November 18, 2022
The process of thinking what’s next for any organisation -and it doesn’t really matter whether operational or strategic development- is often a strenuous ordeal. We’ve all seen it: a task is so broad, we’re tempted to make some sense of it by distilling the entire future vision into a few words (usually four to six bullet points) with good intentions but so broad they could apply to almost any other organisation in the industry.
There is nothing wrong with starting at the high level but often the level below, the tangible, is missing: what concrete steps we are taking to become a leader in sustainability in our industry? How do our principles show up in the end product? How should I change my actions because we want to become partners with our customers? If an organisation can’t communicate the next steps, how could it rally its employees to shape the future?
So how should we start building excitement and sense of purpose in your organisation?
Very few people have the authority to force change (and even then it’s rarely sustainable) but we all have the power to envision the future and take a lead to inspire the change! We’ve seen all too many change management projects where the project itself has felt like the output -an activity for activity’s sake- rather than a real transformation. A more efficient way to encourage change is to show people a future more exciting than the past. To really demonstrate how this change might affect their work and lives.
So how do we create an inspirational working environment? There are design methods that can assist in the process: instead of open-ended questions, aim for tangibility in your research efforts. Come with clear intentions on what we are trying to achieve. Build trust and empathy to understand why some might be hesitant about the future. Be concrete and leverage storytelling to show what good looks like.
Without inspiration nothing moves. Ultimately we need to find ways to convince your peers and customers to work together on the journey. But what happens once we’ve identified a direction?
London underground is easier to navigate with a map than by description. There is a good reason why graphical user interfaces overrode MS-DOS. Hell, Tesla convinced 3 million people to pre-order its Cybertruck! A truck practically no one has driven but people have seen it — talking about convincing by an image! Yet, the power of making change tangible, concrete and visual is rarely fully utilised in building that common vision everyone can look at, discuss, criticise — and ultimately improve.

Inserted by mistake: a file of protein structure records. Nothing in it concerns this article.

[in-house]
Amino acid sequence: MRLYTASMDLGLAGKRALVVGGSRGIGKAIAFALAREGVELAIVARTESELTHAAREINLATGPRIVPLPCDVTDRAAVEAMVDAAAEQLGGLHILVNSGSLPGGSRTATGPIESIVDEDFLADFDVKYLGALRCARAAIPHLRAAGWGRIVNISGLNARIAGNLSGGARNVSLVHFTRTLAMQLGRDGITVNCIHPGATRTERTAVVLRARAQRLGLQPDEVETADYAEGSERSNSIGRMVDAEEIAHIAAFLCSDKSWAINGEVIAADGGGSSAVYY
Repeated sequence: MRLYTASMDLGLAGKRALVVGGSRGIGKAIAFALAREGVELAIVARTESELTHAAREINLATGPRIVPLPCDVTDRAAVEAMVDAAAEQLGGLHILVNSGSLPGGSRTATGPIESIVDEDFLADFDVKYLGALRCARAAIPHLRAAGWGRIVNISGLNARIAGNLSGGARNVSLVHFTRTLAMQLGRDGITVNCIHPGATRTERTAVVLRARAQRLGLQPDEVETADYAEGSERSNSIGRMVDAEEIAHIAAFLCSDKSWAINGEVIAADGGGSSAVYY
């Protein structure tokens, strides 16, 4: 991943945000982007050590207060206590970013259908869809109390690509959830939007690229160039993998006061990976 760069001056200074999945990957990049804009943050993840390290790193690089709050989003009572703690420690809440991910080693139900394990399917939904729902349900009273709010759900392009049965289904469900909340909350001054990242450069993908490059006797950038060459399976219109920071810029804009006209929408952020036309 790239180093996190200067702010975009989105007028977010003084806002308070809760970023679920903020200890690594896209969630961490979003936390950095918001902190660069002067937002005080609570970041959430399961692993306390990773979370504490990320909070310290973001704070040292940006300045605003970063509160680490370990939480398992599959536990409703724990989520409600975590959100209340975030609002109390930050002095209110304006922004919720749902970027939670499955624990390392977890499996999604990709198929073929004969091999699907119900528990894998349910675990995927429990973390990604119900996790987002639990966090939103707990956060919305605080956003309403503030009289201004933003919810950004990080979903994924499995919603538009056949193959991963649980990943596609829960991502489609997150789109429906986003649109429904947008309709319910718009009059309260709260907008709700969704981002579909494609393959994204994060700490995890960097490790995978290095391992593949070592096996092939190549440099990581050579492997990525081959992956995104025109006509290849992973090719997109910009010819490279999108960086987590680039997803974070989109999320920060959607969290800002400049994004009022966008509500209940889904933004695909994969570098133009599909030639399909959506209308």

When shaping the vision, consider how we might visualise the relevant data? Peter Drucker famously said, “If you can’t measure it, you can’t improve it.” But there is also the step of making sense of the data to ensure we’re concentrating on the right metric and we facilitate (rather than rule out) new opportunities and ideas to arise. In numerical data, many (if not most) people tend to miss patterns, relationships and trends - everything that really matters. A considered data visualisation can deliver a shot of reality making the scale of challenges and opportunities evident.
Besides data, new product offerings and processes should be prototyped as early as possible, especially when prioritising efforts and making investment decisions. Experience and interaction design can be more than R&D. It can be a tool to guide decision making offering a sneak peek into what better looks and feels like, and how it might impact customer and/or employee experience. Of course we want to make the right decision, but often we also want to feel that. Design can help you win over hearts and minds, and build internal buy-in to move from proposal to action.
There has been a time when product and process development was in pursuit of the single best solution. Today everything is moving at a phase where no design or solution is perfect nor permanent. Because of this we better prepare for continuous development that is embedded in the organisational culture and to enable that processes must be collaborative and inclusive - inviting and encouraging participation and improvement.
The point of prototyping is to keep prototyping - iterating. And similarly the point of an organisation being open to test, conceptualise and visualise its goals will lead to continuous improvement of testing, conceptualising and making things tangible.
This requires a profound acknowledgement that there is always room for improvement. Every solution should be seen as the latest of many iterations, not as a ready made solution, to allow and encourage future innovation to take place and to make sure we don’t steer away from new possibilities we didn’t think of before.
What are your organisational change challenges? Here at Growberry, we ensure that your transformation journey is about opening new possibilities, and creating a tangible and lasting impact.
Rami is a designer and creative strategist with a decade of experience in helping organisations to rethink and shape their future. Bridging the gap in between technology and human for organisations including IKEA, IBM Research and The International Committee of the Red Cross